Earlier today, the House Ways & Means Committee, in conjunction with the Speaker of the House and others, announced its estimates for the amount of revenue the state will collect over the course of the FY 2012-2013 biennium. It is anticipated that these estimates will soon be considered, in the form of a House Resolution, by the entire House of Representatives and will thus shape that chamber’s deliberations about the scope of the budget shortfall New Hampshire now faces and the scale of changes needed to close that gap.
In brief, the Committee predicts that total General and Education Fund revenue will grow very little, if at all, over the next 30 months. As a result, the Committee’s estimates serve to underscore the role that declining revenues have played in creating New Hampshire’s fiscal difficulties. If the Committee’s estimates come to pass, total General and Education Fund revenue in FY 2013 will reach its lowest level, in inflation-adjusted dollars, since the advent of the Education Fund more than a decade ago.
Short-Term Trends: FY 2010 through FY 2013
As Figure 1 below indicates, the House Ways & Means Committee projects that General and Education Fund revenue will total $2.19 billion in FY 2011, $2.21 billion in FY 2012, and $2.24 billion in FY 2013.[i] In other words, the Committee anticipates that revenue will decline by roughly 3 percent between the most recently completed fiscal year – FY 2010 – and the current fiscal year – FY 2011 – before climbing by about 1 percent in FY 2012 and by another 1.5 percent in FY 2013.
While the current revenue plan under which the state is operating also foresees a decline in revenue between FY10 and FY11, the estimates crafted by the House Ways & Means Committee are more pessimistic still. In particular, the revenue projections adopted at the time of last June’s special session assumed that the funds generated by four of the state’s major taxes – namely, the business profits and the business enterprise tax (also known as the BPT and the BET), the tobacco tax, the insurance tax, and the communications services tax – would be lower in FY11 than in FY10. The estimates produced by House Ways & Means show even sharper drops within three of those four taxes, as well as declines in two other key sources of tax revenue – the interest and dividends tax and the real estate transfer tax – that had been expected to grow under the current revenue plan.
A Longer-Term Perspective: FY 2000 through FY 2013
Effective FY 2000, New Hampshire created a separate Education Fund to help finance the state’s obligation to provide an adequate public education to children residing within its borders. Since that time, the amount of revenue collected each year by the General Fund in combination with the Education Fund has generally exceeded $2.25 billion (in inflation-adjusted, constant FY 2011 dollars). However, should the estimates produced by the House Ways & Means Committee be realized, the revenue flowing into these two funds will fall below that threshold, as seen in Figure 2. In fact, by FY 2013, the Committee anticipates that combined General and Education Fund revenue will amount to $2.17 billion (in constant FY 2011 dollars), its lowest level since the creation of the Education Fund.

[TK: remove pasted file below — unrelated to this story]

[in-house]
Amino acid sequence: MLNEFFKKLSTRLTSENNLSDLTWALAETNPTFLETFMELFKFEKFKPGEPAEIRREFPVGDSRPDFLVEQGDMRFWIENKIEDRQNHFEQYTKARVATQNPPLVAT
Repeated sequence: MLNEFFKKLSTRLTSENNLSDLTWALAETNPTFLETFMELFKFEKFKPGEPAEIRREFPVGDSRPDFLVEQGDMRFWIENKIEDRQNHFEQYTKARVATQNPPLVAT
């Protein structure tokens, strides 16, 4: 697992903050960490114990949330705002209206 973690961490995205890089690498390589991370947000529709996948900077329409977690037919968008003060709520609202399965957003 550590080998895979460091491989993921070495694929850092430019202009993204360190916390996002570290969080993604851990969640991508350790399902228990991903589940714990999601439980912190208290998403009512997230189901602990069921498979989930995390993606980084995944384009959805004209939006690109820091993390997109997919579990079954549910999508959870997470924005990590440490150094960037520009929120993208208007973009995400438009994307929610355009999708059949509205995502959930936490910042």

Examining the Committee’s latest estimates from this longer-term perspective serves to illustrate the degree to which shrinking revenues have contributed to the fiscal woes that now plague New Hampshire. Between FY 2008, when the recession started, and FY 2010, the most recently completed fiscal year, total General and Education Fund revenue fell from $2.45 billion to $2.28 billion, a decline of approximately $170 million or roughly 7 percent. Should the Committee’s latest estimates come to fruition, the decline becomes even more marked; an inflation-adjusted FY 2013 revenue total of $2.17 billion would imply a drop of $280 million – or approximately 12 percent – from pre-recession levels.
[i]In order to allow for comparisons over time, the revenue figures included in this Issue Brief are presented on a gross basis and therefore do not include the effect of either transfers that will be made from meals & rooms tax collections to finance school building debt service payments or any tax and fee reductions the House of Representatives may approve.